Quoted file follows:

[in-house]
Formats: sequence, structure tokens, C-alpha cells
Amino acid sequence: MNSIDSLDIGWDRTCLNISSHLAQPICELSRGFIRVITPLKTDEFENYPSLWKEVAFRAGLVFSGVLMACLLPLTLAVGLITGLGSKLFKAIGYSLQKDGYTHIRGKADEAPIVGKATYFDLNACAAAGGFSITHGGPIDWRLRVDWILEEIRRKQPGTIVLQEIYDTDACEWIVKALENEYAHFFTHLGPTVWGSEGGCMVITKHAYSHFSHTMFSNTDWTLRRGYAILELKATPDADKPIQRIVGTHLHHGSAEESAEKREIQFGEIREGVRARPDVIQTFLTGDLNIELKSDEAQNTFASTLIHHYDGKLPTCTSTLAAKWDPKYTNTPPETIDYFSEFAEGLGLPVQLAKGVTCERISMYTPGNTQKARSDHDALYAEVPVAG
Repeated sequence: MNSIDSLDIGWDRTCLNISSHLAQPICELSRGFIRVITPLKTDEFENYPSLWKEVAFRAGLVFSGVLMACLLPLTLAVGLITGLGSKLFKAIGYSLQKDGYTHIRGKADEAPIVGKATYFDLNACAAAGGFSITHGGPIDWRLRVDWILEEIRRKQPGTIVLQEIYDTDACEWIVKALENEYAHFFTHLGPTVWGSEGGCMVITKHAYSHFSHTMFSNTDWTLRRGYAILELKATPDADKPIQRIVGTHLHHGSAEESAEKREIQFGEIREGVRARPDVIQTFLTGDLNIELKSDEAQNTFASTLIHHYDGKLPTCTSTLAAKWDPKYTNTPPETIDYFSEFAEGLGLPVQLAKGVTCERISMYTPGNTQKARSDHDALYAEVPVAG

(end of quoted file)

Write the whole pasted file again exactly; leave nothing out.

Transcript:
[in-house]
Formats: sequence, structure tokens, C-alpha cells
Amino acid sequence: MNSIDSLDIGWDRTCLNISSHLAQPICELSRGFIRVITPLKTDEFENYPSLWKEVAFRAGLVFSGVLMACLLPLTLAVGLITGLGSKLFKAIGYSLQKDGYTHIRGKADEAPIVGKATYFDLNACAAAGGFSITHGGPIDWRLRVDWILEEIRRKQPGTIVLQEIYDTDACEWIVKALENEYAHFFTHLGPTVWGSEGGCMVITKHAYSHFSHTMFSNTDWTLRRGYAILELKATPDADKPIQRIVGTHLHHGSAEESAEKREIQFGEIREGVRARPDVIQTFLTGDLNIELKSDEAQNTFASTLIHHYDGKLPTCTSTLAAKWDPKYTNTPPETIDYFSEFAEGLGLPVQLAKGVTCERISMYTPGNTQKARSDHDALYAEVPVAG
Repeated sequence: MNSIDSLDIGWDRTCLNISSHLAQPICELSRGFIRVITPLKTDEFENYPSLWKEVAFRAGLVFSGVLMACLLPLTLAVGLITGLGSKLFKAIGYSLQKDGYTHIRGKADEAPIVGKATYFDLNACAAAGGFSITHGGPIDWRLRVDWILEEIRRKQPGTIVLQEIYDTDACEWIVKALENEYAHFFTHLGPTVWGSEGGCMVITKHAYSHFSHTMFSNTDWTLRRGYAILELKATPDADKPIQRIVGTHLHHGSAEESAEKREIQFGEIREGVRARPDVIQTFLTGDLNIELKSDEAQNTFASTLIHHYDGKLPTCTSTLAAKWDPKYTNTPPETIDYFSEFAEGLGLPVQLAKGVTCERISMYTPGNTQKARSDHDALYAEVPVAG